The recent decline in global stock prices may fuel skittish investors' fears over a recession. But flamboyantly false disclosures on the Financial Service Agency (FSA) online EDINET system, and the Bank of Japan's failure to raise interest rates when it could, do little to inspire confidence in the ability of such state bodies to steer the nation clear of a brooding economic storm.
In January, scarcely-known Teramento Corp. falsely claimed on EDINET (Electronic Disclosure for Investors' Network) that it had acquired controlling shares in Sony Corp., Toyota Motor Corp., Astellas Pharma Inc., Nippon Telegraph and Telephone Corp., Mitsubishi Heavy Industries Ltd. and Fuji Television Network Inc. An investigation later revealed that the acquired-firms management company didn't even have the 20 trillion yen it said it had ponied up for controlling shares in six of Japan's top-tier firms - much less the brokerage account it claimed to have used, according to media reports.
Teramento has reportedly refused to rescind its claim despite lack of confirmation from any of the firms or the threat of hefty FSA fines and imprisonment. But even more significant is that the move shows just how vulnerable the online EDINET system is. It left the agency, which neither checks nor verifies such reports in advance, scrambling to form an ad hoc committee this month to determine how to prevent the reoccurrence of what it calls, "such ... false statements with respect to material matters," without undermining the essential timeliness of legitimate disclosures.
EDINET enables companies to comply with requirements to disclose such large-scale stock purchases in a timely manner by doing so online. In this case, the false disclosures were made after Tokyo trading closed on a Friday and were publicly debunked over the weekend with no apparent effect on the six companies. Had the report been posted during trading hours, however, the results might have been disastrous. It's not the only recent event showing the agency can be slow to act in investors' best interest.
In a first, the FSA also in January mandated that Nagoya Stock Exchange tighten up how it screens firms for listing on its Centrex market for start-ups. The agency determined that the bourse's lax enforcement of listing standards jeopardizes investor interests by allowing approved firms to skirt fully implementing their operational plans, according to The Asahi Shimbun. However, the mandate comes on the heels of a Securities and Exchange Surveillance Commission call for actual penalties after it deemed the situation worthy of investigations it began in 2006.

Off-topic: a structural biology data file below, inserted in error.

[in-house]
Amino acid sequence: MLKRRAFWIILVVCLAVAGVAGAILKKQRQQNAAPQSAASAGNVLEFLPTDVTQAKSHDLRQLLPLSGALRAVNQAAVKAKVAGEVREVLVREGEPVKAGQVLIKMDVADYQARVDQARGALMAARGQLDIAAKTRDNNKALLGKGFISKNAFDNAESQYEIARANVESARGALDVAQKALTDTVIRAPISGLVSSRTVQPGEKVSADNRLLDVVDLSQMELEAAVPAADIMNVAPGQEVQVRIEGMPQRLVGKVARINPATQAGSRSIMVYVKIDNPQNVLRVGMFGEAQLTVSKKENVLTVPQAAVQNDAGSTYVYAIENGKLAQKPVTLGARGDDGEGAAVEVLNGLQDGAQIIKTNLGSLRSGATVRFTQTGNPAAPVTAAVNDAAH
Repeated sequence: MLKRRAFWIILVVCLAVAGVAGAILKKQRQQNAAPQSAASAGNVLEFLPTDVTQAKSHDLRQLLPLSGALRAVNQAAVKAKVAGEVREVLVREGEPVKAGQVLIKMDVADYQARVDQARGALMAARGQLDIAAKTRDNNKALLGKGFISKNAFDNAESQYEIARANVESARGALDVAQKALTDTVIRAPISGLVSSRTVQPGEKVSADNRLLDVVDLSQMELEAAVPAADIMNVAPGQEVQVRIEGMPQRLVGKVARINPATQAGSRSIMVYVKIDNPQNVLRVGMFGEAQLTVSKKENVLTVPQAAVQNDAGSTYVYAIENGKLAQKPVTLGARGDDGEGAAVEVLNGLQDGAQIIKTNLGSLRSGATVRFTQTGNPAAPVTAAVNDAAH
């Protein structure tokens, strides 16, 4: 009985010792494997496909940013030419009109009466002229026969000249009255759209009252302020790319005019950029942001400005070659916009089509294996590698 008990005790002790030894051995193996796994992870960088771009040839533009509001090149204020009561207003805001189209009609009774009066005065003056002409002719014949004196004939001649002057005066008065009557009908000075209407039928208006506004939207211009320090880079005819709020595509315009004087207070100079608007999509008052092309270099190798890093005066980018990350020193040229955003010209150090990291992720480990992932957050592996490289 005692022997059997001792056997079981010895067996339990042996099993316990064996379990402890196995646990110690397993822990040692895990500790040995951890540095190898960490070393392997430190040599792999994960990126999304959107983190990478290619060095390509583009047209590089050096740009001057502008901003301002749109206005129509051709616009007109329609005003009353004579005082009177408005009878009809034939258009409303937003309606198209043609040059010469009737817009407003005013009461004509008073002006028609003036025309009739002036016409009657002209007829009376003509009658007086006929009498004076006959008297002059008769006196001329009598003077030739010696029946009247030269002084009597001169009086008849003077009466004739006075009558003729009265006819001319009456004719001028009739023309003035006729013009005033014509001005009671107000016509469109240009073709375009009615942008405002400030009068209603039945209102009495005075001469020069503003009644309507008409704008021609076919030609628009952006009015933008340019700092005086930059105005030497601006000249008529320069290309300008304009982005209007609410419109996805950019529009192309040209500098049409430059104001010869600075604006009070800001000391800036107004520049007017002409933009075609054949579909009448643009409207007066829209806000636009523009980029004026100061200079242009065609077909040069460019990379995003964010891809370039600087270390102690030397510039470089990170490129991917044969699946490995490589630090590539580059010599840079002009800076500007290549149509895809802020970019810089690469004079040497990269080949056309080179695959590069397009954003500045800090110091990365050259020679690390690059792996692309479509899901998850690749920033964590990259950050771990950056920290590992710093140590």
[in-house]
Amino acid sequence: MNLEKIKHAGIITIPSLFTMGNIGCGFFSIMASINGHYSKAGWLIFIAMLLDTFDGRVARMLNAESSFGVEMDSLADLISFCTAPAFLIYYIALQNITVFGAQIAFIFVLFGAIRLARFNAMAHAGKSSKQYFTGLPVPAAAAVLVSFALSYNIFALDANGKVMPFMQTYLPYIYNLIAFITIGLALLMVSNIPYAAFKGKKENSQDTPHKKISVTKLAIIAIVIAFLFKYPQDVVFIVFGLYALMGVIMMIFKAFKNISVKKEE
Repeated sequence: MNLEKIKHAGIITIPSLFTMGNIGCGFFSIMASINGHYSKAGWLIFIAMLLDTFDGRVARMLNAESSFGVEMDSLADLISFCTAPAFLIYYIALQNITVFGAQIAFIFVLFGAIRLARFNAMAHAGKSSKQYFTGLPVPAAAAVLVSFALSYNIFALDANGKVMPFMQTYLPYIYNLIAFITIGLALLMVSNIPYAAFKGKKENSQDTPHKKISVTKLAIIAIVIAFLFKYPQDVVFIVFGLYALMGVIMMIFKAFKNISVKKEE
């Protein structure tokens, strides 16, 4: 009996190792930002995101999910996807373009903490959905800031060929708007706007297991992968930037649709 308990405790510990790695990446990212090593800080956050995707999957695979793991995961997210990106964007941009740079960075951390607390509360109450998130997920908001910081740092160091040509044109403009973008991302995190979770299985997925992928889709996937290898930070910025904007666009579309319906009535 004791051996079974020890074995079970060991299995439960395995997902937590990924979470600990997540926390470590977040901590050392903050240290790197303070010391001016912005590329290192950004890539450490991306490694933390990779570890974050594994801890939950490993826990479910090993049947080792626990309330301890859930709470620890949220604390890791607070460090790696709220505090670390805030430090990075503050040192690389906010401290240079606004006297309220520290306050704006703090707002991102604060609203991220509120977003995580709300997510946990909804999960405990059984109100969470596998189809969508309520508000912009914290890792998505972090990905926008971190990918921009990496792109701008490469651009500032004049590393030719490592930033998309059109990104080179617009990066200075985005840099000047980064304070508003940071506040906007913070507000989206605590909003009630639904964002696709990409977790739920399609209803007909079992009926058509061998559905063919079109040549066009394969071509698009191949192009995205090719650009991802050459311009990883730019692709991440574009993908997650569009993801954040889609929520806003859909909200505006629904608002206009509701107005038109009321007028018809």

Such apparent lack of foresight in fiscal regulating, and its potential ill effects on investor confidence, extend well beyond stock markets to policy making for the larger economy. The U.S. Federal Reserve Board's unexpected 0.75-percent key-interest rate cut last month offered a brief reprieve to export-reliant firms as Japan stocks saw a short-term rebound. But it did little to assuage fears over the long-term affects of the overall global decline in stock prices and the precarious sliding of the U.S. and Japanese economies.
Fearing the U.S. rate cut will continue to strengthen the yen and hurt exports, Japanese firms anxiously look to the government and the Bank of Japan (BOJ) for favorable policy decisions as well as consumption in emerging markets. But here too, there is ample cause to bemoan missed opportunities, according to Eisuke Sakakibara, Waseda University professor and ex-vice finance minister renowned as "Mr. Yen" for his economic insights.
In a gloomy forecast, Sakakibara recently told The Japan Times there's a 50-percent chance of a U.S. recession that will take the global economy with it - including emerging China and India - and the U.S. dollar will slip below 100 yen by mid year. He blasted the Japanese government and the BOJ for not raising interest rates during better economic times, leaving no viable option for cutting them as a countermeasure to today's flagging economy, much less worse times that may lie ahead.